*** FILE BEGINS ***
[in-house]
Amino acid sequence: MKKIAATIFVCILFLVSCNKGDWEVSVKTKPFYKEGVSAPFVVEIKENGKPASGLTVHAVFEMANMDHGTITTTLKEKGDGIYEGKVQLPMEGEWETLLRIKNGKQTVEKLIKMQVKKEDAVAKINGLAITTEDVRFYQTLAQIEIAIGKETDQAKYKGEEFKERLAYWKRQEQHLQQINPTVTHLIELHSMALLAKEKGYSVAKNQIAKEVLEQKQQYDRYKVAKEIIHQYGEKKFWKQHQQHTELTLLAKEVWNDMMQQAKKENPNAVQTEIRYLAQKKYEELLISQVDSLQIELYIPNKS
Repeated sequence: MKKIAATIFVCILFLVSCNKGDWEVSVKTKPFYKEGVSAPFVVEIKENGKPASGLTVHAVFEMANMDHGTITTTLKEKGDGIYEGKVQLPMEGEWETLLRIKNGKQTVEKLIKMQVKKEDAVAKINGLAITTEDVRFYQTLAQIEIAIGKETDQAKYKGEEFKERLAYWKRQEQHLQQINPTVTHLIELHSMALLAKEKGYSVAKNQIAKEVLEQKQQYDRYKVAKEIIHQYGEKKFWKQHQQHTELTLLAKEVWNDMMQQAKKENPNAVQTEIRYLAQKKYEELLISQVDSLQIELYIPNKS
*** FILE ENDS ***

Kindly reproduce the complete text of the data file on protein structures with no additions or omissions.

[in-house]
Amino acid sequence: MKKIAATIFVCILFLVSCNKGDWEVSVKTKPFYKEGVSAPFVVEIKENGKPASGLTVHAVFEMANMDHGTITTTLKEKGDGIYEGKVQLPMEGEWETLLRIKNGKQTVEKLIKMQVKKEDAVAKINGLAITTEDVRFYQTLAQIEIAIGKETDQAKYKGEEFKERLAYWKRQEQHLQQINPTVTHLIELHSMALLAKEKGYSVAKNQIAKEVLEQKQQYDRYKVAKEIIHQYGEKKFWKQHQQHTELTLLAKEVWNDMMQQAKKENPNAVQTEIRYLAQKKYEELLISQVDSLQIELYIPNKS
Repeated sequence: MKKIAATIFVCILFLVSCNKGDWEVSVKTKPFYKEGVSAPFVVEIKENGKPASGLTVHAVFEMANMDHGTITTTLKEKGDGIYEGKVQLPMEGEWETLLRIKNGKQTVEKLIKMQVKKEDAVAKINGLAITTEDVRFYQTLAQIEIAIGKETDQAKYKGEEFKERLAYWKRQEQHLQQINPTVTHLIELHSMALLAKEKGYSVAKNQIAKEVLEQKQQYDRYKVAKEIIHQYGEKKFWKQHQQHTELTLLAKEVWNDMMQQAKKENPNAVQTEIRYLAQKKYEELLISQVDSLQIELYIPNKS